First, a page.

Nov 2, 2013; Boston, MA, USA; Duck boats line up inside of Fenway park prior to the World Series parade and celebration for the Boston Red Sox. Mandatory Credit: Bob DeChiara-USA TODAY Sports

It Was Not Just Babe Ruth

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I was recently reading an article about an incident in the distant past of baseball. In 1976 Charlie Finley, the mercurial owner of the Oakland Athletics, attempted to unload a bevy of star players to the Boston Red Sox and New York Yankees. This was simply purchasing power at its finest as Tom Yawkey and George Steinbrenner opened up their checkbooks.

Then commissioner, Bowie Kuhn, stepped in and halted the sale citing “Best interests of baseball.” At the time there was a nice photo of Joe Rudi in a Sox uniform just before he had to return to Oakland. That brought me back to the yard sale the Red Sox conducted in another age. Started with the transaction that sent Babe Ruth to New York.

The New York Yankee dynasty was built on the foundation of Boston Red Sox players and not just Ruth.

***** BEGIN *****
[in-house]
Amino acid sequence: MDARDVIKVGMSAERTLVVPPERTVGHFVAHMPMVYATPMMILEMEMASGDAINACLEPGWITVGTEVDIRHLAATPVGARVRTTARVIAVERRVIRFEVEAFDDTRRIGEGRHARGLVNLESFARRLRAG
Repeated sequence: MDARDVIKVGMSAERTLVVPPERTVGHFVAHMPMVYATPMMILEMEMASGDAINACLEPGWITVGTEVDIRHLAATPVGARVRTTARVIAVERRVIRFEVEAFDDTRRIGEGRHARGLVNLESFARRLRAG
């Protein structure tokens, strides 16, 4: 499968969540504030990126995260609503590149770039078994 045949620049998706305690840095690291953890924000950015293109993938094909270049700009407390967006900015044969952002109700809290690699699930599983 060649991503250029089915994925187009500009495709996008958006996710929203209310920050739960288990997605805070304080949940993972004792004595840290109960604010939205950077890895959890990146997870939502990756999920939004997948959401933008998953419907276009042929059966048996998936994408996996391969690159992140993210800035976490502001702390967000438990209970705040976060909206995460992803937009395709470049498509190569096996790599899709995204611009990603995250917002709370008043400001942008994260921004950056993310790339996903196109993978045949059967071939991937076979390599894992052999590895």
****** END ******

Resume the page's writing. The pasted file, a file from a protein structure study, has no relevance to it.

Carl Mays had 26 wins for the 1920 Yankees and 27 wins for the 1921 team.

Bullet Joe Bush was sent to NY in 1921 and won 26 games in 1922.

Sad Sam Jones won 23 for Boston in 1921 and then went to NY. Won 77 games in five seasons with NY.

Everett Scott was shipped out after the 1921 seasons and was the Yankees regular SS for the next 4 years.

Herb Pennock left after the 1922 season and was a cornerstone of the NY staff for a decade.

Wally Schang left after the 1920 season and was the Yankees regular catcher for five seasons.

Waite Hoyt left after 1920 and made the Hall of Fame thanks to his NY career.

And Ruth after 1919.

Just look at those pitchers! That was the heart of the NY staff for most of the 1920s and you win with pitching. I’ve read fantasy projections that had the Sox winning several pennants if they didn’t get rid of those players. The thing was they were all in the prime or approaching their prime years.

There were other players like Bob McGraw, Mike McNally, Harry Harper and the productive (for one season) Del Pratt that were also tossed in on some deals, but the targets were always players that were young and proven productive.

The deals were incredibly lopsided as the Sox would receive money and or talent that was not even close. The Sox slide started in 1919 with a losing season and did not stop until the 1930s when Tom Yawkey attempted to purchase a pennant.

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